(b) Sufficient and reliable funding to pay for local water projects is necessary to improve the state’s water infrastructure.

(c) Proposition 218 was approved by the voters at the November 5, 1996, statewide general election. Some court interpretations of the law have constrained important tools that local governments need to manage storm water and drainage runoff.

(d) Storm waters are carried off in storm sewers, and careful management is necessary to ensure adequate state water supplies, especially during drought, and to reduce pollution. But a court decision has found storm water subject to the voter-approval provisions of Proposition 218 that apply to property-related fees, preventing many important projects from being built.

….

(h) Proposition 218 exempts sewer and water services from the voter-approval requirement. Sewer and water services are commonly considered to have a broad reach, encompassing the provision of clean water and then addressing the conveyance and treatment of dirty water, whether that water is rendered unclean by coming into contact with sewage or by flowing over the built-out human environment and becoming urban runoff.

(l) The Legislature reaffirms and reiterates that the definition found in Section 230.5 of the Public Utilities Code is the definition of “sewer” or “sewer service” that should be used in the Proposition 218 Omnibus Implementation Act.

With SB231, it is clear that rainwater capture projects do qualify for the Prop 218 exempts, making them much easier to fund and build.

To summarize, facing the ever increasing demand for water and a future with possibly longer and more frequent drought, we now look at stormwater with a completely new perspective.  Gone are the days when we think of it as a waste; instead we know it is a great asset, and will try to capture and reuse it in a way that will benefit us, and the environment the best.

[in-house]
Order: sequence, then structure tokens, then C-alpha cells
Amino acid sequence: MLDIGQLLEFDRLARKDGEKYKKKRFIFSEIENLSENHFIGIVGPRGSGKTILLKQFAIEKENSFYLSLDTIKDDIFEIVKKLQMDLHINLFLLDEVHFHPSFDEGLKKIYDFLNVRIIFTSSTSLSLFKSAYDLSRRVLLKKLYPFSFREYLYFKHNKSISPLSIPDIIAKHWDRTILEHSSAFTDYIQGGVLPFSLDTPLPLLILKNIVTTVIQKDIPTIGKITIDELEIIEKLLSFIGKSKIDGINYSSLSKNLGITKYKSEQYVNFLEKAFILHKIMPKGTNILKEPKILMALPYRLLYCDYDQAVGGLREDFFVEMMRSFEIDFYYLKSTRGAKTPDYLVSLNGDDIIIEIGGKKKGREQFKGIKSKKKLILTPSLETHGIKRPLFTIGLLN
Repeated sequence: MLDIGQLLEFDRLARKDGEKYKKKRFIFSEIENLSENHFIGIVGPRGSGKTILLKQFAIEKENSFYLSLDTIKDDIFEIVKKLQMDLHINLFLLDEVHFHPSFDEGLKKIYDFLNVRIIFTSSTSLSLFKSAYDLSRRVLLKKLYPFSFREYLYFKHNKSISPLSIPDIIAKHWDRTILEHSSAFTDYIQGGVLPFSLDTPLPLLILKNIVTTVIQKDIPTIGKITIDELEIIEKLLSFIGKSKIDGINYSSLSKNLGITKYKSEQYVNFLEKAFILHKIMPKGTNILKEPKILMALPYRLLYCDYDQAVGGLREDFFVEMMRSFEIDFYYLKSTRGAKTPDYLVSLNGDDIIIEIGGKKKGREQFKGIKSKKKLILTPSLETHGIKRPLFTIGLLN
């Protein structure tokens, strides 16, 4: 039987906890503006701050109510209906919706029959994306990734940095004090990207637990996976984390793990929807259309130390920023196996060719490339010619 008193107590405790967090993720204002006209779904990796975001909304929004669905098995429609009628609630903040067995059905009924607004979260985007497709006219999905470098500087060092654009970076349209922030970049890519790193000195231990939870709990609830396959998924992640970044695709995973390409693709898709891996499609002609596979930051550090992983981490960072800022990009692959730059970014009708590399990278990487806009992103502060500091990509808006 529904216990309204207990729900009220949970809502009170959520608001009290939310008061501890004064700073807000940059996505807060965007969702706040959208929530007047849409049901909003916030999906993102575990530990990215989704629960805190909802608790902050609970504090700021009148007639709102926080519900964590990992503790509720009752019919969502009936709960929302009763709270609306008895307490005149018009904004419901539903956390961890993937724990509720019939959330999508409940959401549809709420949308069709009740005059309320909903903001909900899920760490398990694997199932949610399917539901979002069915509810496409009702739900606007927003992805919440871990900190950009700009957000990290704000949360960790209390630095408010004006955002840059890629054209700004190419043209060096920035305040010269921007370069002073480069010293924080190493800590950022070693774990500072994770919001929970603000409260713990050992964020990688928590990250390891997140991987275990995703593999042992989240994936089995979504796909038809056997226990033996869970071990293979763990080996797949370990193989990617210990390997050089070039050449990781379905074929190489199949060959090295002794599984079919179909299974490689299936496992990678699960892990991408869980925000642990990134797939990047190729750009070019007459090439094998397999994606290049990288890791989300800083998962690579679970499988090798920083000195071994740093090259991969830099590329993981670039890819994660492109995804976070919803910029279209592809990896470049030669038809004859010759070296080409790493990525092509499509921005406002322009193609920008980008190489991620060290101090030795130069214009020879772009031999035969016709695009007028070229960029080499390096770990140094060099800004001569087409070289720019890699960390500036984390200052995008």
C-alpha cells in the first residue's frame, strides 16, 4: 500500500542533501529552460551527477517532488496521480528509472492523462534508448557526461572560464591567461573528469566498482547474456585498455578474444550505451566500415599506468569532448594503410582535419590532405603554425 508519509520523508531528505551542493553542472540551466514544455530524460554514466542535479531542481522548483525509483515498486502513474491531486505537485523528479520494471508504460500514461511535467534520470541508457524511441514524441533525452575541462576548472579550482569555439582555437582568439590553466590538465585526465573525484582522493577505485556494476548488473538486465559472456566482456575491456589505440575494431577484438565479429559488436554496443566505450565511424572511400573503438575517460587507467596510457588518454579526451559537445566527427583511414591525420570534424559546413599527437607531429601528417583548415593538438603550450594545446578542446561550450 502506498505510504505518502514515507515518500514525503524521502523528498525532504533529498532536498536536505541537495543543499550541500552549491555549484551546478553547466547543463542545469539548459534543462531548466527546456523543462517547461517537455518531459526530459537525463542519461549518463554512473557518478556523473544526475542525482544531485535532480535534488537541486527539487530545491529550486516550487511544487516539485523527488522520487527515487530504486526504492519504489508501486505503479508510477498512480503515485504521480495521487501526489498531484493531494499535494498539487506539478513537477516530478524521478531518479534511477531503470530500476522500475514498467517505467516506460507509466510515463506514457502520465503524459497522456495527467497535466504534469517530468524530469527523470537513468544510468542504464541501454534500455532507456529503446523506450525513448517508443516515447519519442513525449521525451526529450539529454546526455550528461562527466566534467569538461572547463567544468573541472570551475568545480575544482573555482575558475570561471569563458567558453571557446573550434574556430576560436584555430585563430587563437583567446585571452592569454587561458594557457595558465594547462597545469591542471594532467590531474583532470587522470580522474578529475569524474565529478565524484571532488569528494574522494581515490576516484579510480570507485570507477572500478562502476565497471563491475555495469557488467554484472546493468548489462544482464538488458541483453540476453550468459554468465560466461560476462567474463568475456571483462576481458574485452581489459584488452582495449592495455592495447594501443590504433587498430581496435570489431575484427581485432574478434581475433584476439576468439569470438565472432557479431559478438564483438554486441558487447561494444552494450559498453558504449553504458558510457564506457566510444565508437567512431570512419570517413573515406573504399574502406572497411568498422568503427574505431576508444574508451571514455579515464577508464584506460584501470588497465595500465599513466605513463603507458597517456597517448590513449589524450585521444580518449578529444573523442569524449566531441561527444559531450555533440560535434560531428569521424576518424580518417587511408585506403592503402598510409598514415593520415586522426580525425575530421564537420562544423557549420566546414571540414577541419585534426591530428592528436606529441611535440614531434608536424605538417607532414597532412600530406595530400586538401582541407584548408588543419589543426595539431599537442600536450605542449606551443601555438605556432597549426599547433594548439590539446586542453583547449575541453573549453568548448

Birds At an Aquatic Habitat: What Changes Could You See After Storms?

In Santa Clara county where the Silicon Valley is located, Los Gatos Creek is one of the few urban streams that remains relatively intact throughout countless developments in the area during the last 200 years.  The stream originates in the Santa Cruz Mountains, flows into the Vasona Reservoir, winds through a small valley, and clears into the Guadalupe river that finally empties into the San Francisco Bay.  It is one of the many steams and creeks in the vast Guadalupe River watershed, and a habitat for many wetland species.

Los Gatos Creek Map

Watersheds are critical habitats for birds, fishes and other animals that live a wetland environment.  200 years ago, before any of the modern developments, the creek must have been a heaven for the birds and fishes.  At the time, all kinds of birds could be seen flying in the sky and resting in the creek; fishes swimming through the creek in massive numbers.

Unfortunately, in the 200 years since, “about 90% of California’s original aquatic habitat has been altered or destroyed through human activities”, more than any other states in the nation.  What we see in Los Gatos Creek today is one of the 10% that remains.

Los Gatos Creek

Today many of the parks like Los Gatos Creek often provides the only refuge in urban areas for native wetland species.  They have been living here for tens of  thousands of years.   During migration season some species of birds will also come and use the place as a resting area, critical for their survival.  If the park no longer exists, or its environment dramatically changes, it can be devastating for all the birds that have been depending on it for so many years.

Bird sightings at normal time

The birds that can be seen most often are Canadian goose.

Los Gatos Creek

Canada Goose

Great egret and snowy egret can also be seen from time to time.

snowy egret

This was in the migration season of November.  These birds were taking a rest before they flew out to their next destination.

Bird sightings after storms in 2016 winter

After an epic, historic 5 year drought, starting from late fall of 2016, California went from extremely dry to extremely wet, with record breaking rainfalls.   Heavy rains pummeled from late fall all the way  into spring, in some places floods and mudslides occurred.  At Los Gatos creek, parts of the trail were also flooded several times.

Flood

The new “stream” in the previous trail was quickly discovered by some lovely “guests”.  They came in swiftly, playing in this new playground of theirs, relaxing, fishing and enjoying a good meal!

Feeding